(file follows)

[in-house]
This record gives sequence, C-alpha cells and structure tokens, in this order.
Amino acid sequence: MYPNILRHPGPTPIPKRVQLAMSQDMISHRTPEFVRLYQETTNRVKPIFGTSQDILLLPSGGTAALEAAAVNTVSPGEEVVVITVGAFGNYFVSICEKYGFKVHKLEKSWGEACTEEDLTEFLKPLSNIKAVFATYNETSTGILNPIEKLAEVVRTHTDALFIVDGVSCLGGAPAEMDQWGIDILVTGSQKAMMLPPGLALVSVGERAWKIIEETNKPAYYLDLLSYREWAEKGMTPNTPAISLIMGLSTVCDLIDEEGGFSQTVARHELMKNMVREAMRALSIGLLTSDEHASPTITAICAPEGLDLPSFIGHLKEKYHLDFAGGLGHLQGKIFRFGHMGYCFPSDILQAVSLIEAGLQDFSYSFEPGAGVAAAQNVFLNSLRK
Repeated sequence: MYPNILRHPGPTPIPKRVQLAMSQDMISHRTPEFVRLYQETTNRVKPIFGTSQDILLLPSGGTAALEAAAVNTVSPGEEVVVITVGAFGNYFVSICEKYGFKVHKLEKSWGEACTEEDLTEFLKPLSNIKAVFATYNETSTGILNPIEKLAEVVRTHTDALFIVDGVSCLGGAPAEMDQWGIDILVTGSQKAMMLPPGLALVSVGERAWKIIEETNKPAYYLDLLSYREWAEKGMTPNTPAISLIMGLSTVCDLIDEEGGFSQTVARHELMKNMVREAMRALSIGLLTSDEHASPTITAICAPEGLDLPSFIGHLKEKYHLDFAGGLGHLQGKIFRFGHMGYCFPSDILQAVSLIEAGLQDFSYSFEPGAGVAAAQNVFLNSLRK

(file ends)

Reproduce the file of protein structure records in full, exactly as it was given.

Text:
[in-house]
This record gives sequence, C-alpha cells and structure tokens, in this order.
Amino acid sequence: MYPNILRHPGPTPIPKRVQLAMSQDMISHRTPEFVRLYQETTNRVKPIFGTSQDILLLPSGGTAALEAAAVNTVSPGEEVVVITVGAFGNYFVSICEKYGFKVHKLEKSWGEACTEEDLTEFLKPLSNIKAVFATYNETSTGILNPIEKLAEVVRTHTDALFIVDGVSCLGGAPAEMDQWGIDILVTGSQKAMMLPPGLALVSVGERAWKIIEETNKPAYYLDLLSYREWAEKGMTPNTPAISLIMGLSTVCDLIDEEGGFSQTVARHELMKNMVREAMRALSIGLLTSDEHASPTITAICAPEGLDLPSFIGHLKEKYHLDFAGGLGHLQGKIFRFGHMGYCFPSDILQAVSLIEAGLQDFSYSFEPGAGVAAAQNVFLNSLRK
Repeated sequence: MYPNILRHPGPTPIPKRVQLAMSQDMISHRTPEFVRLYQETTNRVKPIFGTSQDILLLPSGGTAALEAAAVNTVSPGEEVVVITVGAFGNYFVSICEKYGFKVHKLEKSWGEACTEEDLTEFLKPLSNIKAVFATYNETSTGILNPIEKLAEVVRTHTDALFIVDGVSCLGGAPAEMDQWGIDILVTGSQKAMMLPPGLALVSVGERAWKIIEETNKPAYYLDLLSYREWAEKGMTPNTPAISLIMGLSTVCDLIDEEGGFSQTVARHELMKNMVREAMRALSIGLLTSDEHASPTITAICAPEGLDLPSFIGHLKEKYHLDFAGGLGHLQGKIFRFGHMGYCFPSDILQAVSLIEAGLQDFSYSFEPGAGVAAAQNVFLNSLRK